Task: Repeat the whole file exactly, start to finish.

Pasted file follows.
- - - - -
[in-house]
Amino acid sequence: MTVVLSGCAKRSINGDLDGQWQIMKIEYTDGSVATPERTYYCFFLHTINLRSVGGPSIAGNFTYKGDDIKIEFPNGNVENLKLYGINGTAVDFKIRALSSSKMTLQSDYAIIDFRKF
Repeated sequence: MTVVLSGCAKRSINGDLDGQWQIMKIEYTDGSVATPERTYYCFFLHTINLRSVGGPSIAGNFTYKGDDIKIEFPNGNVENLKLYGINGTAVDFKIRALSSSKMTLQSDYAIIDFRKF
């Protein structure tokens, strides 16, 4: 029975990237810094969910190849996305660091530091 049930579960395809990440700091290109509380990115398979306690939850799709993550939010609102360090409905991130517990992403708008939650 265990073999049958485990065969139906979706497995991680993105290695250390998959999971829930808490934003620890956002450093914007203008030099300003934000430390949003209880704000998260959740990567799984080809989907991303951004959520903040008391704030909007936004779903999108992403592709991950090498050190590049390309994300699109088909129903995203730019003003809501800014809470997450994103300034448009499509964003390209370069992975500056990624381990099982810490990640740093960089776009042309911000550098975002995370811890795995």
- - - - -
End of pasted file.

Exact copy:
[in-house]
Amino acid sequence: MTVVLSGCAKRSINGDLDGQWQIMKIEYTDGSVATPERTYYCFFLHTINLRSVGGPSIAGNFTYKGDDIKIEFPNGNVENLKLYGINGTAVDFKIRALSSSKMTLQSDYAIIDFRKF
Repeated sequence: MTVVLSGCAKRSINGDLDGQWQIMKIEYTDGSVATPERTYYCFFLHTINLRSVGGPSIAGNFTYKGDDIKIEFPNGNVENLKLYGINGTAVDFKIRALSSSKMTLQSDYAIIDFRKF
């Protein structure tokens, strides 16, 4: 029975990237810094969910190849996305660091530091 049930579960395809990440700091290109509380990115398979306690939850799709993550939010609102360090409905991130517990992403708008939650 265990073999049958485990065969139906979706497995991680993105290695250390998959999971829930808490934003620890956002450093914007203008030099300003934000430390949003209880704000998260959740990567799984080809989907991303951004959520903040008391704030909007936004779903999108992403592709991950090498050190590049390309994300699109088909129903995203730019003003809501800014809470997450994103300034448009499509964003390209370069992975500056990624381990099982810490990640740093960089776009042309911000550098975002995370811890795995």